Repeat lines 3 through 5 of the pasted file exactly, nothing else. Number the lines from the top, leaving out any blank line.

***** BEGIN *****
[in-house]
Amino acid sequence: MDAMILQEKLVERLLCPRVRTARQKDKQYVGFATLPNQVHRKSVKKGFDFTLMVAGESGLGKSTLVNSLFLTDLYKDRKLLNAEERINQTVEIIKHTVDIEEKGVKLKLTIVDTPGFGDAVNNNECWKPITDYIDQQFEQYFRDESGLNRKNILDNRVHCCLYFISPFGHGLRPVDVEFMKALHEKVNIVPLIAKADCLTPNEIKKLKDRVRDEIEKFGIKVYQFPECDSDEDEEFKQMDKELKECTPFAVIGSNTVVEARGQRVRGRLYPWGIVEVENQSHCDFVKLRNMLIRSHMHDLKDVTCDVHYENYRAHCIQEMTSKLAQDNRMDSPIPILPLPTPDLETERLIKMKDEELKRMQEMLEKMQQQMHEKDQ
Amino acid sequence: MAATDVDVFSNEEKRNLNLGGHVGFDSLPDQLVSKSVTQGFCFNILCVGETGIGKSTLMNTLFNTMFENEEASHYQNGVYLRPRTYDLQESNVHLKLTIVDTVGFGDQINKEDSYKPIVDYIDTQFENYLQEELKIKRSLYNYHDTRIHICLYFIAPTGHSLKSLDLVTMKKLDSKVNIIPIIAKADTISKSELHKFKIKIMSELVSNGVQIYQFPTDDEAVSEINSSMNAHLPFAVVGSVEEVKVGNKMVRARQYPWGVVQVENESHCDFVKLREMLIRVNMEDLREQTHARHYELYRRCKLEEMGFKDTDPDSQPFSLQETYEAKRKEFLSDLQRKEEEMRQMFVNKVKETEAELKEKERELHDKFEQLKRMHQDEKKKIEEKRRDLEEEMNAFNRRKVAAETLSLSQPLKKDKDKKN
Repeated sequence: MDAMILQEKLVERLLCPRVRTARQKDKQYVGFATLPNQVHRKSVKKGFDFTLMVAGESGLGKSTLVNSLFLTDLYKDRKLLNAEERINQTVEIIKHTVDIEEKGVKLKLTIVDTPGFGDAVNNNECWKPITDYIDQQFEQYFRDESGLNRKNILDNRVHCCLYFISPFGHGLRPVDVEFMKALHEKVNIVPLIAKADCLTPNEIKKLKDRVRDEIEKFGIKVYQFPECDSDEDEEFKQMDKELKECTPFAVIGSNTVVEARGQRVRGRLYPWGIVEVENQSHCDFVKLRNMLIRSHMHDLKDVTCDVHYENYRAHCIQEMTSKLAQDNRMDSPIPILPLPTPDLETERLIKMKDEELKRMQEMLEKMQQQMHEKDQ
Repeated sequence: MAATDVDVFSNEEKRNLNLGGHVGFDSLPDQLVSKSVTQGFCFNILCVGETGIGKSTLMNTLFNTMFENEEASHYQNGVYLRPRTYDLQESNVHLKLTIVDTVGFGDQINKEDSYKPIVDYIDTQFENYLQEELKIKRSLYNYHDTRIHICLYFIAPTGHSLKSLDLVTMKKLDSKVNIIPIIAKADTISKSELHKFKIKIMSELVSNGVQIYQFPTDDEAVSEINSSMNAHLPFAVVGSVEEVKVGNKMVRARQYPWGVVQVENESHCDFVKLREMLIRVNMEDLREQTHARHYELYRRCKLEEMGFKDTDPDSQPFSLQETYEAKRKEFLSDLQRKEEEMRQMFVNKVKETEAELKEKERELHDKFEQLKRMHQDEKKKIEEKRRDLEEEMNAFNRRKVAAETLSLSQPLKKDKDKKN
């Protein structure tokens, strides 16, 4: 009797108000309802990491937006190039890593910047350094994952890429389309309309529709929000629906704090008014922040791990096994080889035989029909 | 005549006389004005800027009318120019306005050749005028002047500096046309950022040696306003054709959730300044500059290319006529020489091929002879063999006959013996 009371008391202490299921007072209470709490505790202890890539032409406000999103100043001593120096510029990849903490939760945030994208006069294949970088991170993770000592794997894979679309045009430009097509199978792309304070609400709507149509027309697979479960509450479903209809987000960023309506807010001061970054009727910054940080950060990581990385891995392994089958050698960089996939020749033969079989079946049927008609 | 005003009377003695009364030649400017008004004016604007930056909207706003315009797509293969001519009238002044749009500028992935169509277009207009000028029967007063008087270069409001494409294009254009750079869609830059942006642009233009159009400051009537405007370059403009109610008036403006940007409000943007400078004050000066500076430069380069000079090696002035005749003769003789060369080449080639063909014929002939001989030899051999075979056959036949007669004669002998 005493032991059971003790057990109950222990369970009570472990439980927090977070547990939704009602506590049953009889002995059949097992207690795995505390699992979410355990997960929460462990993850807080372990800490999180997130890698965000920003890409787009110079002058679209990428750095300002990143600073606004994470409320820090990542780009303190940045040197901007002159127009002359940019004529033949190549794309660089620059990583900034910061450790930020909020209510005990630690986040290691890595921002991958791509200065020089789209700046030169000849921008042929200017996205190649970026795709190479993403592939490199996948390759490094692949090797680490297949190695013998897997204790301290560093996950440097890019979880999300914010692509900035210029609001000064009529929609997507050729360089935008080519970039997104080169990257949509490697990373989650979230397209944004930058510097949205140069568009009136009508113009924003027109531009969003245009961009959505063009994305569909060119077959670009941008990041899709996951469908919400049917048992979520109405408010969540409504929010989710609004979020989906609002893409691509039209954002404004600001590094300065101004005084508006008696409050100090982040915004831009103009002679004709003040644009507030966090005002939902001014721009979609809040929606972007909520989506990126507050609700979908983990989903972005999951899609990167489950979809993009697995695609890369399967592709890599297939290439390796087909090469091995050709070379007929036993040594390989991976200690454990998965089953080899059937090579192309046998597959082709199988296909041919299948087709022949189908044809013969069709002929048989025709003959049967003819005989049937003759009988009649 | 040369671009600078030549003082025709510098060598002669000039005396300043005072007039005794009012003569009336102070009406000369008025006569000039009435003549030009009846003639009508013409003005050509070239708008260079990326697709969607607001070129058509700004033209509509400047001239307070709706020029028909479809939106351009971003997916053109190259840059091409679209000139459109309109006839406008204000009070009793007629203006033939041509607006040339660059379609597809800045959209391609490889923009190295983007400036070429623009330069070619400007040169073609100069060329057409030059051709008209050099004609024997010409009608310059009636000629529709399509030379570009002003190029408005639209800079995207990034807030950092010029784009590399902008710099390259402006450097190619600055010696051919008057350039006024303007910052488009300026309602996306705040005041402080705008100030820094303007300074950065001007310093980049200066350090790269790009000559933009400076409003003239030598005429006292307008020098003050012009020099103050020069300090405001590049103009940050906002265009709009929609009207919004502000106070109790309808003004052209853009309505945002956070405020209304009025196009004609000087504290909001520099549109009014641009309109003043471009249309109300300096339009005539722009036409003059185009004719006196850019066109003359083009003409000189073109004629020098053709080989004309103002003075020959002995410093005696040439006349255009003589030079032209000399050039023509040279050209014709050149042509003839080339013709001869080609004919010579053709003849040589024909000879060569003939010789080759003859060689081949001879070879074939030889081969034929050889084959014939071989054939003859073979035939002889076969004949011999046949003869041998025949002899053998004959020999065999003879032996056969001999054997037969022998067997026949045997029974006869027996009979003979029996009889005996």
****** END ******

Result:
Amino acid sequence: MAATDVDVFSNEEKRNLNLGGHVGFDSLPDQLVSKSVTQGFCFNILCVGETGIGKSTLMNTLFNTMFENEEASHYQNGVYLRPRTYDLQESNVHLKLTIVDTVGFGDQINKEDSYKPIVDYIDTQFENYLQEELKIKRSLYNYHDTRIHICLYFIAPTGHSLKSLDLVTMKKLDSKVNIIPIIAKADTISKSELHKFKIKIMSELVSNGVQIYQFPTDDEAVSEINSSMNAHLPFAVVGSVEEVKVGNKMVRARQYPWGVVQVENESHCDFVKLREMLIRVNMEDLREQTHARHYELYRRCKLEEMGFKDTDPDSQPFSLQETYEAKRKEFLSDLQRKEEEMRQMFVNKVKETEAELKEKERELHDKFEQLKRMHQDEKKKIEEKRRDLEEEMNAFNRRKVAAETLSLSQPLKKDKDKKN
Repeated sequence: MDAMILQEKLVERLLCPRVRTARQKDKQYVGFATLPNQVHRKSVKKGFDFTLMVAGESGLGKSTLVNSLFLTDLYKDRKLLNAEERINQTVEIIKHTVDIEEKGVKLKLTIVDTPGFGDAVNNNECWKPITDYIDQQFEQYFRDESGLNRKNILDNRVHCCLYFISPFGHGLRPVDVEFMKALHEKVNIVPLIAKADCLTPNEIKKLKDRVRDEIEKFGIKVYQFPECDSDEDEEFKQMDKELKECTPFAVIGSNTVVEARGQRVRGRLYPWGIVEVENQSHCDFVKLRNMLIRSHMHDLKDVTCDVHYENYRAHCIQEMTSKLAQDNRMDSPIPILPLPTPDLETERLIKMKDEELKRMQEMLEKMQQQMHEKDQ
Repeated sequence: MAATDVDVFSNEEKRNLNLGGHVGFDSLPDQLVSKSVTQGFCFNILCVGETGIGKSTLMNTLFNTMFENEEASHYQNGVYLRPRTYDLQESNVHLKLTIVDTVGFGDQINKEDSYKPIVDYIDTQFENYLQEELKIKRSLYNYHDTRIHICLYFIAPTGHSLKSLDLVTMKKLDSKVNIIPIIAKADTISKSELHKFKIKIMSELVSNGVQIYQFPTDDEAVSEINSSMNAHLPFAVVGSVEEVKVGNKMVRARQYPWGVVQVENESHCDFVKLREMLIRVNMEDLREQTHARHYELYRRCKLEEMGFKDTDPDSQPFSLQETYEAKRKEFLSDLQRKEEEMRQMFVNKVKETEAELKEKERELHDKFEQLKRMHQDEKKKIEEKRRDLEEEMNAFNRRKVAAETLSLSQPLKKDKDKKN